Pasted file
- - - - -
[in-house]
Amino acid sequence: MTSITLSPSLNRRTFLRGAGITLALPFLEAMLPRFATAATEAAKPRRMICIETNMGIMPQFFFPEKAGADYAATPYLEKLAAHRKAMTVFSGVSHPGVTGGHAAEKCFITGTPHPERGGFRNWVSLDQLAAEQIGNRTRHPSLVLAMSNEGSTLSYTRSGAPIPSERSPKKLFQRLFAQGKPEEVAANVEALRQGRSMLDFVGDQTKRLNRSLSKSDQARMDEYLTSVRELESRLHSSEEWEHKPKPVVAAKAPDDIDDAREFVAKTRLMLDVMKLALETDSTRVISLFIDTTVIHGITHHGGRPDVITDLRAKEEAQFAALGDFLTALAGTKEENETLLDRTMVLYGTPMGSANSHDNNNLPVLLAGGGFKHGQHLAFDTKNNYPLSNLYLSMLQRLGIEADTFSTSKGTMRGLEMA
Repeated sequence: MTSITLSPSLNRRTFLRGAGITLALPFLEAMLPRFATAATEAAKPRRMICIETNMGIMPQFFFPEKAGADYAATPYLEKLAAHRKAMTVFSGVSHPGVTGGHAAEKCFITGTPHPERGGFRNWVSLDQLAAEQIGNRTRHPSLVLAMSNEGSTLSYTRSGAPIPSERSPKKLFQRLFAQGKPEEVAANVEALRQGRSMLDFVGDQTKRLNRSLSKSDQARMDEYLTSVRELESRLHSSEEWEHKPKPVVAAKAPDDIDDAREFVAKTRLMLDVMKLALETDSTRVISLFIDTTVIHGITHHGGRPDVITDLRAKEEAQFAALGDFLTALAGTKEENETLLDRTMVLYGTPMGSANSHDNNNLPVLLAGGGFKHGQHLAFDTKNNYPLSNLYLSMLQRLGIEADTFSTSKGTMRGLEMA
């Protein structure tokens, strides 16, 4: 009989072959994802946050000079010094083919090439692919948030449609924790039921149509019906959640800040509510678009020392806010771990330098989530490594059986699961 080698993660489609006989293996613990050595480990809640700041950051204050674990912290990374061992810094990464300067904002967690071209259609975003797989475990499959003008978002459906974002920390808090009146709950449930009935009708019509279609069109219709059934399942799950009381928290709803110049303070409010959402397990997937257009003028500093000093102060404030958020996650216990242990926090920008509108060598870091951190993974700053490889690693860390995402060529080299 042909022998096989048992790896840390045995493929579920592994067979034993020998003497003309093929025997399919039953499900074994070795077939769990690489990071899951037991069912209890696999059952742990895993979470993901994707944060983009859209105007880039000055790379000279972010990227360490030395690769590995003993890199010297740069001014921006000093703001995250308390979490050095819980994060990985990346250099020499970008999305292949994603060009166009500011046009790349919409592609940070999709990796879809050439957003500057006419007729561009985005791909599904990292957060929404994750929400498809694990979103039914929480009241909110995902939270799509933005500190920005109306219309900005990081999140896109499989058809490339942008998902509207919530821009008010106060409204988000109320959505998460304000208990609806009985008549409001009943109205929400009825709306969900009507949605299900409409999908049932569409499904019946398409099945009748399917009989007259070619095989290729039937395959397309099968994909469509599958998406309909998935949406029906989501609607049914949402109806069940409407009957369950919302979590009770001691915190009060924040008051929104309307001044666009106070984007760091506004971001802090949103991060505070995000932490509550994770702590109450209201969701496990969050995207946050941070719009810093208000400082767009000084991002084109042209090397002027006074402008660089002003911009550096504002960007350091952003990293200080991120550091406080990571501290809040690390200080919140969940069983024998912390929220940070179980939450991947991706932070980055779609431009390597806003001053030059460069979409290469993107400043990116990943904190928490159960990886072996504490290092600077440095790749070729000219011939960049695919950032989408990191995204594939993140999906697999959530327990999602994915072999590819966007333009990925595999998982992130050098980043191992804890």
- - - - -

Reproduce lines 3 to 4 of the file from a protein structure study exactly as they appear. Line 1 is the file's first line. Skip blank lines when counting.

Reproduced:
Repeated sequence: MTSITLSPSLNRRTFLRGAGITLALPFLEAMLPRFATAATEAAKPRRMICIETNMGIMPQFFFPEKAGADYAATPYLEKLAAHRKAMTVFSGVSHPGVTGGHAAEKCFITGTPHPERGGFRNWVSLDQLAAEQIGNRTRHPSLVLAMSNEGSTLSYTRSGAPIPSERSPKKLFQRLFAQGKPEEVAANVEALRQGRSMLDFVGDQTKRLNRSLSKSDQARMDEYLTSVRELESRLHSSEEWEHKPKPVVAAKAPDDIDDAREFVAKTRLMLDVMKLALETDSTRVISLFIDTTVIHGITHHGGRPDVITDLRAKEEAQFAALGDFLTALAGTKEENETLLDRTMVLYGTPMGSANSHDNNNLPVLLAGGGFKHGQHLAFDTKNNYPLSNLYLSMLQRLGIEADTFSTSKGTMRGLEMA
């Protein structure tokens, strides 16, 4: 009989072959994802946050000079010094083919090439692919948030449609924790039921149509019906959640800040509510678009020392806010771990330098989530490594059986699961 080698993660489609006989293996613990050595480990809640700041950051204050674990912290990374061992810094990464300067904002967690071209259609975003797989475990499959003008978002459906974002920390808090009146709950449930009935009708019509279609069109219709059934399942799950009381928290709803110049303070409010959402397990997937257009003028500093000093102060404030958020996650216990242990926090920008509108060598870091951190993974700053490889690693860390995402060529080299 042909022998096989048992790896840390045995493929579920592994067979034993020998003497003309093929025997399919039953499900074994070795077939769990690489990071899951037991069912209890696999059952742990895993979470993901994707944060983009859209105007880039000055790379000279972010990227360490030395690769590995003993890199010297740069001014921006000093703001995250308390979490050095819980994060990985990346250099020499970008999305292949994603060009166009500011046009790349919409592609940070999709990796879809050439957003500057006419007729561009985005791909599904990292957060929404994750929400498809694990979103039914929480009241909110995902939270799509933005500190920005109306219309900005990081999140896109499989058809490339942008998902509207919530821009008010106060409204988000109320959505998460304000208990609806009985008549409001009943109205929400009825709306969900009507949605299900409409999908049932569409499904019946398409099945009748399917009989007259070619095989290729039937395959397309099968994909469509599958998406309909998935949406029906989501609607049914949402109806069940409407009957369950919302979590009770001691915190009060924040008051929104309307001044666009106070984007760091506004971001802090949103991060505070995000932490509550994770702590109450209201969701496990969050995207946050941070719009810093208000400082767009000084991002084109042209090397002027006074402008660089002003911009550096504002960007350091952003990293200080991120550091406080990571501290809040690390200080919140969940069983024998912390929220940070179980939450991947991706932070980055779609431009390597806003001053030059460069979409290469993107400043990116990943904190928490159960990886072996504490290092600077440095790749070729000219011939960049695919950032989408990191995204594939993140999906697999959530327990999602994915072999590819966007333009990925595999998982992130050098980043191992804890």